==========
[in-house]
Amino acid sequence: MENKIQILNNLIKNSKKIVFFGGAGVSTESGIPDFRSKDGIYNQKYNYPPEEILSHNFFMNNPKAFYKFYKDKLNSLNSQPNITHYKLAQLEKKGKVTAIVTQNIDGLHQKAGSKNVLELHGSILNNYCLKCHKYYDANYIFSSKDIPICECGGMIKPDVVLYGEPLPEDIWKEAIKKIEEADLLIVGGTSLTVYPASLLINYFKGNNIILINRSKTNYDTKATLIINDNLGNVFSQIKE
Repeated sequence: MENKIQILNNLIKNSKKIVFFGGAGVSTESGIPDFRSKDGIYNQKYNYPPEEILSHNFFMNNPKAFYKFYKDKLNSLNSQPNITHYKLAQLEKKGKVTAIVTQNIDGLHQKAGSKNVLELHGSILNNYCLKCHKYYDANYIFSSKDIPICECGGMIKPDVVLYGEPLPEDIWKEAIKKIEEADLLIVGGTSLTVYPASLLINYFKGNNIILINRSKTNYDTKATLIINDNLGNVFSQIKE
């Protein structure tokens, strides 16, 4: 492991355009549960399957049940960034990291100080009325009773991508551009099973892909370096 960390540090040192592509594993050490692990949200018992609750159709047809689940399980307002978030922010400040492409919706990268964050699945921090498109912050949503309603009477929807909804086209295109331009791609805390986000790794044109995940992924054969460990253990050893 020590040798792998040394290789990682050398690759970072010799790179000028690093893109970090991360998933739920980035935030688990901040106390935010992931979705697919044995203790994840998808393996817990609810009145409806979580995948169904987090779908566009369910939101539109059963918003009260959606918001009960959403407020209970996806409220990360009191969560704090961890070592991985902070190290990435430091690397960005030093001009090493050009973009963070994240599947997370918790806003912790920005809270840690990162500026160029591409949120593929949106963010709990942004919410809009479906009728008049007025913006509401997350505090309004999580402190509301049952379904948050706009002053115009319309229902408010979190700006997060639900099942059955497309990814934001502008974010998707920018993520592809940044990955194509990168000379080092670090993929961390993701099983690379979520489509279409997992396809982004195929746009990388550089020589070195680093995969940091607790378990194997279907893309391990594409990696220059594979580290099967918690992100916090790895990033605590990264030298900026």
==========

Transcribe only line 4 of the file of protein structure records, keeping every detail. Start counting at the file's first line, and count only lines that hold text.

């Protein structure tokens, strides 16, 4: 492991355009549960399957049940960034990291100080009325009773991508551009099973892909370096 960390540090040192592509594993050490692990949200018992609750159709047809689940399980307002978030922010400040492409919706990268964050699945921090498109912050949503309603009477929807909804086209295109331009791609805390986000790794044109995940992924054969460990253990050893 020590040798792998040394290789990682050398690759970072010799790179000028690093893109970090991360998933739920980035935030688990901040106390935010992931979705697919044995203790994840998808393996817990609810009145409806979580995948169904987090779908566009369910939101539109059963918003009260959606918001009960959403407020209970996806409220990360009191969560704090961890070592991985902070190290990435430091690397960005030093001009090493050009973009963070994240599947997370918790806003912790920005809270840690990162500026160029591409949120593929949106963010709990942004919410809009479906009728008049007025913006509401997350505090309004999580402190509301049952379904948050706009002053115009319309229902408010979190700006997060639900099942059955497309990814934001502008974010998707920018993520592809940044990955194509990168000379080092670090993929961390993701099983690379979520489509279409997992396809982004195929746009990388550089020589070195680093995969940091607790378990194997279907893309391990594409990696220059594979580290099967918690992100916090790895990033605590990264030298900026």